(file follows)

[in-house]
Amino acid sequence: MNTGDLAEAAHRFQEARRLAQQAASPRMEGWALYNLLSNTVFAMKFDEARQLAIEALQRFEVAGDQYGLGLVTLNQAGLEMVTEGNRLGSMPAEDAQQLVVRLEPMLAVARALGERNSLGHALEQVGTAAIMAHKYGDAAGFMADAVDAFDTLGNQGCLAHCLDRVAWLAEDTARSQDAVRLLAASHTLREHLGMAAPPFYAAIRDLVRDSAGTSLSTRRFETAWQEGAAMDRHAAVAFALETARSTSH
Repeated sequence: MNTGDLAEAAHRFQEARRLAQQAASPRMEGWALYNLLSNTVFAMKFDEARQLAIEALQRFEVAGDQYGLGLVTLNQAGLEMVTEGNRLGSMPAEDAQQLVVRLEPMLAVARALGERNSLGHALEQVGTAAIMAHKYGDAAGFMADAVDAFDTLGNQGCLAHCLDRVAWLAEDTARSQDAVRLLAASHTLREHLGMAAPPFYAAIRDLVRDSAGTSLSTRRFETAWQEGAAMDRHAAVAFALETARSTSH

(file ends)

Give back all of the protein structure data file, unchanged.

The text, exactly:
[in-house]
Amino acid sequence: MNTGDLAEAAHRFQEARRLAQQAASPRMEGWALYNLLSNTVFAMKFDEARQLAIEALQRFEVAGDQYGLGLVTLNQAGLEMVTEGNRLGSMPAEDAQQLVVRLEPMLAVARALGERNSLGHALEQVGTAAIMAHKYGDAAGFMADAVDAFDTLGNQGCLAHCLDRVAWLAEDTARSQDAVRLLAASHTLREHLGMAAPPFYAAIRDLVRDSAGTSLSTRRFETAWQEGAAMDRHAAVAFALETARSTSH
Repeated sequence: MNTGDLAEAAHRFQEARRLAQQAASPRMEGWALYNLLSNTVFAMKFDEARQLAIEALQRFEVAGDQYGLGLVTLNQAGLEMVTEGNRLGSMPAEDAQQLVVRLEPMLAVARALGERNSLGHALEQVGTAAIMAHKYGDAAGFMADAVDAFDTLGNQGCLAHCLDRVAWLAEDTARSQDAVRLLAASHTLREHLGMAAPPFYAAIRDLVRDSAGTSLSTRRFETAWQEGAAMDRHAAVAFALETARSTSH